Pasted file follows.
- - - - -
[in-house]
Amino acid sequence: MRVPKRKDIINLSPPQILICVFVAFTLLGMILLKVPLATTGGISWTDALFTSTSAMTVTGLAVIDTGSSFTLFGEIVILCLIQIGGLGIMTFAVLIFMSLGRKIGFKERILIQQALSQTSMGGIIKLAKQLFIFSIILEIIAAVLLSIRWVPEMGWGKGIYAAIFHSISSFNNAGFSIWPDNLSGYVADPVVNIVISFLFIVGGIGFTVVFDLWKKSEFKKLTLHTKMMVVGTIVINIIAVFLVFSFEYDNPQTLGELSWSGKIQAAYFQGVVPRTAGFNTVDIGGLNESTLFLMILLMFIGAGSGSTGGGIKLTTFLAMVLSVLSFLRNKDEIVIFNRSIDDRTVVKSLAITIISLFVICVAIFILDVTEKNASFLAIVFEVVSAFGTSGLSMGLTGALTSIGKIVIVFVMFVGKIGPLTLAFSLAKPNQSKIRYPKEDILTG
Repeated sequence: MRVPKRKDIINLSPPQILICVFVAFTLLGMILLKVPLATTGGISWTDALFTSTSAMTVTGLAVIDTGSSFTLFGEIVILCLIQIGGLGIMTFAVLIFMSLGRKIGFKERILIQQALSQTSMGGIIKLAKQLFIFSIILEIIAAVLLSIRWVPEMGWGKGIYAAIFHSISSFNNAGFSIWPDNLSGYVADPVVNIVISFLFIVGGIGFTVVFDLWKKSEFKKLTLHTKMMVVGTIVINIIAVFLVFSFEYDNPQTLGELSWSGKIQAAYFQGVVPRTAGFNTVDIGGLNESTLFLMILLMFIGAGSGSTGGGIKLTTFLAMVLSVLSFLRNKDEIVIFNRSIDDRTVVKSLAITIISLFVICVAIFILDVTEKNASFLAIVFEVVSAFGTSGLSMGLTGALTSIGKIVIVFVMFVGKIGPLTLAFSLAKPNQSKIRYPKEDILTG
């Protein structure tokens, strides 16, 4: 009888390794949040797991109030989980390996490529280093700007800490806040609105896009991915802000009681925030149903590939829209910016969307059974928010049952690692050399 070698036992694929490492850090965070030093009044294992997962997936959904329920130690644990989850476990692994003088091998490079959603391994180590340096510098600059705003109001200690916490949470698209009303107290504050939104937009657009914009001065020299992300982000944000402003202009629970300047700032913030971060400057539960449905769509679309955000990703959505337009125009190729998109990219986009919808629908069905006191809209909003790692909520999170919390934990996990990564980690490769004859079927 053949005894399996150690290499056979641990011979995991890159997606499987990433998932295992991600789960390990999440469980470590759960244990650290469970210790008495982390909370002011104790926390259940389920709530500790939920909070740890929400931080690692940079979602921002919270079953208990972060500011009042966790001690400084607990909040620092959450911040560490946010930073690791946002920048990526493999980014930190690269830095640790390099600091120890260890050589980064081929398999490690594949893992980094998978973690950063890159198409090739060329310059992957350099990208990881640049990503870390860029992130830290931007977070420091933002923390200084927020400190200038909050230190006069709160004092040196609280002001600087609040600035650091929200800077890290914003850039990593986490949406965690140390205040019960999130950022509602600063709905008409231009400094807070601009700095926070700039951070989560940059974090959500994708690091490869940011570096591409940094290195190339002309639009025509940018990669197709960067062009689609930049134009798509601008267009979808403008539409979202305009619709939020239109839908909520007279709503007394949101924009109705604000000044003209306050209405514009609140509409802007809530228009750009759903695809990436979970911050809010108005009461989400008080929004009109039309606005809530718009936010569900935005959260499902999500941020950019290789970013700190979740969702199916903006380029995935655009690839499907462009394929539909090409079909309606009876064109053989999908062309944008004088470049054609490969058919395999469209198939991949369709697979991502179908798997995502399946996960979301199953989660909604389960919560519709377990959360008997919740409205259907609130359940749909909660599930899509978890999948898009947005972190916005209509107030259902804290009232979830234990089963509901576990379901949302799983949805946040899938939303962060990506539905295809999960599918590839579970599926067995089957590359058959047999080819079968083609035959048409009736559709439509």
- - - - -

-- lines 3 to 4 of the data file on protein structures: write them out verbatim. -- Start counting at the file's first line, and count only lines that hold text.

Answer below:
Repeated sequence: MRVPKRKDIINLSPPQILICVFVAFTLLGMILLKVPLATTGGISWTDALFTSTSAMTVTGLAVIDTGSSFTLFGEIVILCLIQIGGLGIMTFAVLIFMSLGRKIGFKERILIQQALSQTSMGGIIKLAKQLFIFSIILEIIAAVLLSIRWVPEMGWGKGIYAAIFHSISSFNNAGFSIWPDNLSGYVADPVVNIVISFLFIVGGIGFTVVFDLWKKSEFKKLTLHTKMMVVGTIVINIIAVFLVFSFEYDNPQTLGELSWSGKIQAAYFQGVVPRTAGFNTVDIGGLNESTLFLMILLMFIGAGSGSTGGGIKLTTFLAMVLSVLSFLRNKDEIVIFNRSIDDRTVVKSLAITIISLFVICVAIFILDVTEKNASFLAIVFEVVSAFGTSGLSMGLTGALTSIGKIVIVFVMFVGKIGPLTLAFSLAKPNQSKIRYPKEDILTG
């Protein structure tokens, strides 16, 4: 009888390794949040797991109030989980390996490529280093700007800490806040609105896009991915802000009681925030149903590939829209910016969307059974928010049952690692050399 070698036992694929490492850090965070030093009044294992997962997936959904329920130690644990989850476990692994003088091998490079959603391994180590340096510098600059705003109001200690916490949470698209009303107290504050939104937009657009914009001065020299992300982000944000402003202009629970300047700032913030971060400057539960449905769509679309955000990703959505337009125009190729998109990219986009919808629908069905006191809209909003790692909520999170919390934990996990990564980690490769004859079927 053949005894399996150690290499056979641990011979995991890159997606499987990433998932295992991600789960390990999440469980470590759960244990650290469970210790008495982390909370002011104790926390259940389920709530500790939920909070740890929400931080690692940079979602921002919270079953208990972060500011009042966790001690400084607990909040620092959450911040560490946010930073690791946002920048990526493999980014930190690269830095640790390099600091120890260890050589980064081929398999490690594949893992980094998978973690950063890159198409090739060329310059992957350099990208990881640049990503870390860029992130830290931007977070420091933002923390200084927020400190200038909050230190006069709160004092040196609280002001600087609040600035650091929200800077890290914003850039990593986490949406965690140390205040019960999130950022509602600063709905008409231009400094807070601009700095926070700039951070989560940059974090959500994708690091490869940011570096591409940094290195190339002309639009025509940018990669197709960067062009689609930049134009798509601008267009979808403008539409979202305009619709939020239109839908909520007279709503007394949101924009109705604000000044003209306050209405514009609140509409802007809530228009750009759903695809990436979970911050809010108005009461989400008080929004009109039309606005809530718009936010569900935005959260499902999500941020950019290789970013700190979740969702199916903006380029995935655009690839499907462009394929539909090409079909309606009876064109053989999908062309944008004088470049054609490969058919395999469209198939991949369709697979991502179908798997995502399946996960979301199953989660909604389960919560519709377990959360008997919740409205259907609130359940749909909660599930899509978890999948898009947005972190916005209509107030259902804290009232979830234990089963509901576990379901949302799983949805946040899938939303962060990506539905295809999960599918590839579970599926067995089957590359058959047999080819079968083609035959048409009736559709439509």